I’m kind of an asshole about privacy. Which is why when GDPR came out, I was all over it. It’s not perfect by any means as regulation (let alone enforcement), but it’s a strong step in the right direction.

Which is why it annoys me so much when companies don’t follow it. Even though I’m not an EU resident/citizen, I’m a stickler for it, because for the most part, the principles enshrined in it also just make good product sense.

One of the articles I often come back to is Art. 25, Data Protect by Design & By Default, one of whose clauses reads:

“In particular, such measures shall ensure that by default personal data are not made accessible without the individual’s intervention to an indefinite number of natural persons.”

For context: Midjourney has presently three paid tiers, at $10, $30, and $60 per month. It is only at the highest paid tier ($60/mo), that Midjourney offers what they call “Stealth image generation.” Unless you pay $60/mo, and also actively turn on ‘stealth mode,’ all images that you create using the service will be automatically made public in their member galleries (accessible to an indefinite number of persons), and in a section of their site where users rank pairs of images to help train their AI models. 

Also, it’s worth noting that the default generation behavior – if you’re using the public Discord (I use my own private server, partly for this reason), all your images are shared in a terrible mess with everyone else’s generations. I’ve seen rationale from the CEO claiming that the reason for this is acceleration that occurs, synergy between many people’s prompts, etc. I guess that’s fine, but I think it breaks GDPR.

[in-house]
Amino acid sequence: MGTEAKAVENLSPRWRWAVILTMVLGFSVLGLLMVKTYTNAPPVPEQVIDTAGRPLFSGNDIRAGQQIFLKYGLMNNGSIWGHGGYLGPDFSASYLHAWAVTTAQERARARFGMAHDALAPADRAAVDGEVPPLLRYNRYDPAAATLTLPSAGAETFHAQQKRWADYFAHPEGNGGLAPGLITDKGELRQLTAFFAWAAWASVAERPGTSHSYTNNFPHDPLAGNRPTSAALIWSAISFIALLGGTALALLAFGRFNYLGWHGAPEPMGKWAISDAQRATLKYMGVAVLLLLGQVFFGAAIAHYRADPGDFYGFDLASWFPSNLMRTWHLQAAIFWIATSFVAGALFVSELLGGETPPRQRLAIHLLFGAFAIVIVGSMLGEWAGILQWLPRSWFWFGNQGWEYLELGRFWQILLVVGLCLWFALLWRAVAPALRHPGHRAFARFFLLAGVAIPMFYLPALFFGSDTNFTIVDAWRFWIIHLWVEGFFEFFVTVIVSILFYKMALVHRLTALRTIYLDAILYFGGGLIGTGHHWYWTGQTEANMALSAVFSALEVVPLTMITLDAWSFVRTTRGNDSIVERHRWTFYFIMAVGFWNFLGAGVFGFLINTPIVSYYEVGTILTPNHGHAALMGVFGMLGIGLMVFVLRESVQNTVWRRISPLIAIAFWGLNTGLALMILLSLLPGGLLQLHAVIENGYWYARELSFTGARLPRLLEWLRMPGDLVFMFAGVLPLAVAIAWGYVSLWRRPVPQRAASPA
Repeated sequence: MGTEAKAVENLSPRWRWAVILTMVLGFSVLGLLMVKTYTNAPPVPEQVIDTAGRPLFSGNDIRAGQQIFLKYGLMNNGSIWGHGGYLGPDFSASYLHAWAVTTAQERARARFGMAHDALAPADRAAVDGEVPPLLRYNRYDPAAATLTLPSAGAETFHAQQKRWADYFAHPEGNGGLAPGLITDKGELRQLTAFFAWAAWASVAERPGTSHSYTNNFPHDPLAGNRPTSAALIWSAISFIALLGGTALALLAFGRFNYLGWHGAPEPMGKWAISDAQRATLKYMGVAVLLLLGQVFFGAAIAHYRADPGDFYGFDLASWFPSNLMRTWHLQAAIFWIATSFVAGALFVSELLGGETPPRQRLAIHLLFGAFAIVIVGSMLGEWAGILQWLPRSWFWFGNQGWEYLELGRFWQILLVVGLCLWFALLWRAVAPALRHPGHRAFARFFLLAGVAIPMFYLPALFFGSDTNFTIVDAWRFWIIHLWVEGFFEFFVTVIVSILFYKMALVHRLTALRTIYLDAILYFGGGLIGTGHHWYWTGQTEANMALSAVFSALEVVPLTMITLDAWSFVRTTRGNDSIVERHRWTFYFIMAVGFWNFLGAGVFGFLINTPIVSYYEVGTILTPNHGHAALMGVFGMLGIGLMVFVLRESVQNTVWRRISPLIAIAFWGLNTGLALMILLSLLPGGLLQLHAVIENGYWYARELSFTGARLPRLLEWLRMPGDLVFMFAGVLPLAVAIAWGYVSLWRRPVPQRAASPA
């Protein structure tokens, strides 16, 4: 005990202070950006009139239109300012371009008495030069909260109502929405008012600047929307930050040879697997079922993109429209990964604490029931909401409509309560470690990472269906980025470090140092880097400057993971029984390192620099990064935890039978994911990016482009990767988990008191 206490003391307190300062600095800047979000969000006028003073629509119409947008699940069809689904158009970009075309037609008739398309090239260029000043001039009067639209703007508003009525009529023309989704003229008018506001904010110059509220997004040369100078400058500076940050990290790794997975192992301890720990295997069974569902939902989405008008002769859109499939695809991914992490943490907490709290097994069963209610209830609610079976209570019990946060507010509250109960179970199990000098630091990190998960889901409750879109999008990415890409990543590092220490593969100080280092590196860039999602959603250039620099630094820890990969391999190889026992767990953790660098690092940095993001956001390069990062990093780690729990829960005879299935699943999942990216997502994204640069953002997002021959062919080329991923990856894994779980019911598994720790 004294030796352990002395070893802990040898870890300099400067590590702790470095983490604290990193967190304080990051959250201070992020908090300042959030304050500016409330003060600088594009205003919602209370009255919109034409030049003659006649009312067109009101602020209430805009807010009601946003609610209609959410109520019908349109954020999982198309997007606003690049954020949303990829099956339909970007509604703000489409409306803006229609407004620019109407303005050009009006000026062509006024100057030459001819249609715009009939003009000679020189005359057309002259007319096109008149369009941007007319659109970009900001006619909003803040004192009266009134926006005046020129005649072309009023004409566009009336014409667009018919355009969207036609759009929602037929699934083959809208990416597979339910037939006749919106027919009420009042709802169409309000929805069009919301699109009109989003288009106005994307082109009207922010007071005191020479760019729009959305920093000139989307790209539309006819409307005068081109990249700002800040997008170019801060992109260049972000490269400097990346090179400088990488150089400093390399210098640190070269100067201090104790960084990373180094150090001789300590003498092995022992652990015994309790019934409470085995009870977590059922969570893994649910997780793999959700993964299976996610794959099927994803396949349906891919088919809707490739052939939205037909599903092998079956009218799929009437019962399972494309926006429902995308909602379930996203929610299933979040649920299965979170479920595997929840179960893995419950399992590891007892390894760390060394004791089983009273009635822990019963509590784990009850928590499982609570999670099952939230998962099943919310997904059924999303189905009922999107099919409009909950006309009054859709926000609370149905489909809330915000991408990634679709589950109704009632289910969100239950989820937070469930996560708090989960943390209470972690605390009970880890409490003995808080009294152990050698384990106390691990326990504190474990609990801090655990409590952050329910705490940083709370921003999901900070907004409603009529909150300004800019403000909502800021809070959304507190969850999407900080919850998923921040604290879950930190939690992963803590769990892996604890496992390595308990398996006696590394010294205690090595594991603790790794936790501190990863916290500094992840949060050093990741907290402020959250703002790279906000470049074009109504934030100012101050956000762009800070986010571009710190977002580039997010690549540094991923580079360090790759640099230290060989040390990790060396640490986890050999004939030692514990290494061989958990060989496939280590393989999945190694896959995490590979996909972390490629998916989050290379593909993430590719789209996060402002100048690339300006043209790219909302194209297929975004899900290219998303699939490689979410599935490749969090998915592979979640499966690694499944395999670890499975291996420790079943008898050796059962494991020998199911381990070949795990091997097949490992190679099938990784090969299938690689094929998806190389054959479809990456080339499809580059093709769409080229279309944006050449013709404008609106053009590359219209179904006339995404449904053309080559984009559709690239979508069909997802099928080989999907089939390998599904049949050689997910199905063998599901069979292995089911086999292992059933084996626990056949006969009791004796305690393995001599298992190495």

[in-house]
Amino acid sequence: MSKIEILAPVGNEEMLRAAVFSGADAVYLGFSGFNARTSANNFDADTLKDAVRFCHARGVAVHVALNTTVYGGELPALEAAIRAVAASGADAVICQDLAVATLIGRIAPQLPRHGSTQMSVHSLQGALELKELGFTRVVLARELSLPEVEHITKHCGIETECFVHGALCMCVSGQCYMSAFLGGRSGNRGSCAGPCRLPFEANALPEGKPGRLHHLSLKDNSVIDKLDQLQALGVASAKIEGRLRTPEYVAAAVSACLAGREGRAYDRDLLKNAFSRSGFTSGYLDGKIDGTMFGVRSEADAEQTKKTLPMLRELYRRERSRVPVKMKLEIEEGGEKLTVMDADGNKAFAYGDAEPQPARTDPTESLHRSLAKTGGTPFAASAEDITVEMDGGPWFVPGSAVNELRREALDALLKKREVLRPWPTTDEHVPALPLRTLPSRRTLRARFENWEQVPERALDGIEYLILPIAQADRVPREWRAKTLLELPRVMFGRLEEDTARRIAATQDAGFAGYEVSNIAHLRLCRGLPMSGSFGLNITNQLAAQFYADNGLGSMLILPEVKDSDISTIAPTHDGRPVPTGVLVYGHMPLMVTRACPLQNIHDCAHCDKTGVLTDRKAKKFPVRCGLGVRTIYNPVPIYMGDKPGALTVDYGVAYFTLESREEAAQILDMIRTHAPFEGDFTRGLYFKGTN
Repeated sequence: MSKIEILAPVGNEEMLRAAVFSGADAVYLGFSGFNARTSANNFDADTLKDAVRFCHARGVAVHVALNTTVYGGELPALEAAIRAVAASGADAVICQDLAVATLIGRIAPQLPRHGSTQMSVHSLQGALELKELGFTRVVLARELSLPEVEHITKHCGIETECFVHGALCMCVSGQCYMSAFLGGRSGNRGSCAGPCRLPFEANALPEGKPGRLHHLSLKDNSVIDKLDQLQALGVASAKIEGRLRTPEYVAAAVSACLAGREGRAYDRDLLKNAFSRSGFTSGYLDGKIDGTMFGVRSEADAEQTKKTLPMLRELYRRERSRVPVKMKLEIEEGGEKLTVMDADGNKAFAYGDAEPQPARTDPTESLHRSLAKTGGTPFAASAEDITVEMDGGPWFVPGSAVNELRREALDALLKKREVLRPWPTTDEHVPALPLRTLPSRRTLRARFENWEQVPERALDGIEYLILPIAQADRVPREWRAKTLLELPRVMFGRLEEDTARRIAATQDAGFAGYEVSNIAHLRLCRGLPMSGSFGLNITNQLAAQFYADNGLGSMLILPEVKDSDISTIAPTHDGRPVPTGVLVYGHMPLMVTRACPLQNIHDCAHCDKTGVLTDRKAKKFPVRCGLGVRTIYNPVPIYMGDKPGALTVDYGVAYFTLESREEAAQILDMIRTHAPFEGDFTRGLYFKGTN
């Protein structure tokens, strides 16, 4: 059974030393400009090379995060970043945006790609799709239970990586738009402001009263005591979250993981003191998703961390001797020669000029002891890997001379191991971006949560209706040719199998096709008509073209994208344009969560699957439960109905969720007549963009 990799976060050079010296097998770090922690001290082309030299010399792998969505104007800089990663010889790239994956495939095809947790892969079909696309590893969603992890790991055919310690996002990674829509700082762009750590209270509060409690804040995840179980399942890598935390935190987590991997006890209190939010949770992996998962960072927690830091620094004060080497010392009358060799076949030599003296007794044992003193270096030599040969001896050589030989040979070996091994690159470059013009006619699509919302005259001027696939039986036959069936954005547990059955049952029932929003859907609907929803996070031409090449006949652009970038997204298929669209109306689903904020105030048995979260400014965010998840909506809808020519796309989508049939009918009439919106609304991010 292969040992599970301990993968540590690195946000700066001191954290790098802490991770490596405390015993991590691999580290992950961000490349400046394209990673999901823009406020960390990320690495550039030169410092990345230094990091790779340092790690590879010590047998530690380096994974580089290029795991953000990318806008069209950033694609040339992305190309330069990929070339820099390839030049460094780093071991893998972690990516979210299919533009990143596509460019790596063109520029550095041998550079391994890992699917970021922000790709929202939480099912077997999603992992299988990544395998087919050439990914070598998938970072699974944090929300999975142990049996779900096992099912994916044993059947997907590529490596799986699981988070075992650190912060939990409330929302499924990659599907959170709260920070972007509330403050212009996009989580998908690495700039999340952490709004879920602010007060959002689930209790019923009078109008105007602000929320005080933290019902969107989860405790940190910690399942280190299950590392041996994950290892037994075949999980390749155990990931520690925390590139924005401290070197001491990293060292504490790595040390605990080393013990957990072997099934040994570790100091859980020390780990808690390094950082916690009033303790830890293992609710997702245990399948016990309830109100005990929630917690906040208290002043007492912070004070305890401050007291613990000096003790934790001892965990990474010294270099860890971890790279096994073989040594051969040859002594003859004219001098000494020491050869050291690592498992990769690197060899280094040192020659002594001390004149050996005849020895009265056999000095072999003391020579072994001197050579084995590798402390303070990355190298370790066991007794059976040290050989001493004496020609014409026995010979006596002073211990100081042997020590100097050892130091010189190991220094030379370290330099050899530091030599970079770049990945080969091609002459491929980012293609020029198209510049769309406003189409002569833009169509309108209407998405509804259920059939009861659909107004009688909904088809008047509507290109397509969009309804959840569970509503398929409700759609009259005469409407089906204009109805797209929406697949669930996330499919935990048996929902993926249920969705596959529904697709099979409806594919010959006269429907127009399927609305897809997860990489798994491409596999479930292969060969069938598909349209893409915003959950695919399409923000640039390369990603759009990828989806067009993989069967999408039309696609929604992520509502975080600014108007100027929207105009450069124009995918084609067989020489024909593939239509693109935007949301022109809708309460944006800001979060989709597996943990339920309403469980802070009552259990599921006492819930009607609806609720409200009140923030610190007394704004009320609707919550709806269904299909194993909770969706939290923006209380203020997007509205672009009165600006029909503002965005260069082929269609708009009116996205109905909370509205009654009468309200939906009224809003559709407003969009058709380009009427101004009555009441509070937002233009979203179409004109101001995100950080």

From the FAQ on Midjourney’s logged in account page:

“We are building an open-by-default community focused on collective exploration and fun. If you have a need to opt-out of this and be private-by-default you can subscribe to the $60/mo pro plan and activate stealth generation with the /stealth command.”

As a privacy professional with certifications in GDPR compliance, I find this pretty abhorrent as a practice. If privacy is indeed a human right (I believe it is), then it is reprehensible to only offer it for sale to those willing and able to pay the highest price for it.

Hence, I took my frustration on this matter to multiple Data Protection Authorities in the EU, after receiving no response from Midjourney staff about any of this over several months.

Two issues: as a non-EU person, I don’t really have standing to file a complaint insofar as it impacts me personally. So I filed it as a “request to investigate,” and gave them all the necessary information.

Second, it seems like the DPAs are extremely slow, bureaucratic, and ineffective as enforcement bodies. I could be wrong, but this isn’t my first rodeo, and I’ve seen how brush-offs work in the past. I sent my complaint out to email addresses I found for about 7 or so DPAs in different countries, and nearly half of them were bounced. I noticed also France’s CNIL doesn’t even have an email address… wtf?

Anyway, if you’re at all concerned about these issues, and not into letting tech companies get a free pass because they are Americans and think global laws don’t apply to them (or ought not), AND you’re an EU resident or citizen, I would strongly encourage you to find the DPA in your country and file complaints against Midjourney so that they – and all the others – end this gross practice of selling privacy.